Stored Volumes vs Cached Volumes

Stored Volumes vs Cached Volumes in AWS Storage Gateway

💎 Cached Volumes Architecture

By using cached volumes, you can use Amazon S3 as your primary data storage, while retaining frequently accessed data locally in your storage gateway. Cached volumes minimize the need to scale your on-premises storage infrastructure, while still providing your applications with low-latency access to their frequently accessed data. You can create storage volumes up to 32 TiB in size and attach to them as iSCSI devices from your on-premises application servers. Your gateway stores data that you write to these volumes in Amazon S3 and retains recently read data in your on-premises storage gateway’s cache and upload buffer storage.

Cached volumes can range from 1 GiB to 32 TiB in size and must be rounded to the nearest GiB. Each gateway configured for cached volumes can support up to 32 volumes for a total maximum storage volume of 1,024 TiB (1 PiB).

In the cached volumes solution, AWS Storage Gateway stores all your on-premises application data in a storage volume in Amazon S3. The following diagram provides an overview of the cached volumes deployment.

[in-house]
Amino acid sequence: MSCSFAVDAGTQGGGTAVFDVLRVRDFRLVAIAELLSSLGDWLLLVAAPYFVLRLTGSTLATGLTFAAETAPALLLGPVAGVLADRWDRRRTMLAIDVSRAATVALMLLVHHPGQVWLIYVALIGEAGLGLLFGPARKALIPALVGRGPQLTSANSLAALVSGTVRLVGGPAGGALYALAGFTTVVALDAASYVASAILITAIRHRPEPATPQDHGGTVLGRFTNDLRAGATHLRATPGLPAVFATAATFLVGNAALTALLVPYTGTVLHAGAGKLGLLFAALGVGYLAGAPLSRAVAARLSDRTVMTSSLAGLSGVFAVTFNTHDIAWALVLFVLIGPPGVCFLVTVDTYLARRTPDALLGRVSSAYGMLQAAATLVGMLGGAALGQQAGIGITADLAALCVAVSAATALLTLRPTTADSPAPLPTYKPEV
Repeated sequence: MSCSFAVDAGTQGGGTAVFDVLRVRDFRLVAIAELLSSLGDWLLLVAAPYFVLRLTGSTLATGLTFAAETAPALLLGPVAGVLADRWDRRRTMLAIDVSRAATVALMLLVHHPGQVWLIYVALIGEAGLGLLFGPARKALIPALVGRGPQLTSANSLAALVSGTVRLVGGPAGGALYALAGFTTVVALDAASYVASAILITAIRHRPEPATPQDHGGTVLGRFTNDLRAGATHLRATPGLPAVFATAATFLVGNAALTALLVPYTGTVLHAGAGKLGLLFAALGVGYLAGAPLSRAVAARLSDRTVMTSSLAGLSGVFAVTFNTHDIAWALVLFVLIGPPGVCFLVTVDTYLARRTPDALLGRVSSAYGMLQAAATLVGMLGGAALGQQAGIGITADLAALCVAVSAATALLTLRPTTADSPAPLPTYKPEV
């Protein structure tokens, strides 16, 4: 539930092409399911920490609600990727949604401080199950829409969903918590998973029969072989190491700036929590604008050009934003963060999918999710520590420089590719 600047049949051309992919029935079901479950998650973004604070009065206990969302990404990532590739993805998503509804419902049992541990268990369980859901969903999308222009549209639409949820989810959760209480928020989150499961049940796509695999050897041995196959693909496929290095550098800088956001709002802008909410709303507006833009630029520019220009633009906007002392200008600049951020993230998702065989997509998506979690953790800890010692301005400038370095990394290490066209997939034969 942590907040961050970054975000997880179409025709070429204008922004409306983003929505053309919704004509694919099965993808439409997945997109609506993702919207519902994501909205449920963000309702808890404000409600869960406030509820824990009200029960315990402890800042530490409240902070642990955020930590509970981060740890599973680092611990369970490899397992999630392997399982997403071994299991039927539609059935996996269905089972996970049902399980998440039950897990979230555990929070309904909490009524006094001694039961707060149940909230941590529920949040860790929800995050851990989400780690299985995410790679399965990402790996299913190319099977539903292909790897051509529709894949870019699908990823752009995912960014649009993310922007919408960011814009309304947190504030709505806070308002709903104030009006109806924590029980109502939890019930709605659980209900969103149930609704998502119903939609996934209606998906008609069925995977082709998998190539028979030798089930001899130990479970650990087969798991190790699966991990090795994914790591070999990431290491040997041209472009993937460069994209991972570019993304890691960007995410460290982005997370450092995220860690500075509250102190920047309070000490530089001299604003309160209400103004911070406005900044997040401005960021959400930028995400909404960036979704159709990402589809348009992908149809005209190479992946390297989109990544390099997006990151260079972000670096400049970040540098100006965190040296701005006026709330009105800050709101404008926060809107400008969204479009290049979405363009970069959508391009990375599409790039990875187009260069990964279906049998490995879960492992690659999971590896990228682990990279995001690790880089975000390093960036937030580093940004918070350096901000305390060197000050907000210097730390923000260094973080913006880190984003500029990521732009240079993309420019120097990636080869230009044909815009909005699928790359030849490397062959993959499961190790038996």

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After you install the Storage Gateway software appliance—the VM—on a host in your data center and activate it, you use the AWS Management Console to provision storage volumes backed by Amazon S3. You can also provision storage volumes programmatically using the AWS Storage Gateway API or the AWS SDK libraries. You then mount these storage volumes to your on-premises application servers as iSCSI devices.

You also allocate disks on-premises for the VM. These on-premises disks serve the following purposes:

Disks for use by the gateway as cache storage

– As your applications write data to the storage volumes in AWS, the gateway first stores the data on the on-premises disks used for cache storage. Then the gateway uploads the data to Amazon S3. The cache storage acts as the on-premises durable store for data that is waiting to upload to Amazon S3 from the upload buffer.

  • The cache storage also lets the gateway store your application’s recently accessed data on-premises for low-latency access. If your application requests data, the gateway first checks the cache storage for the data before checking Amazon S3.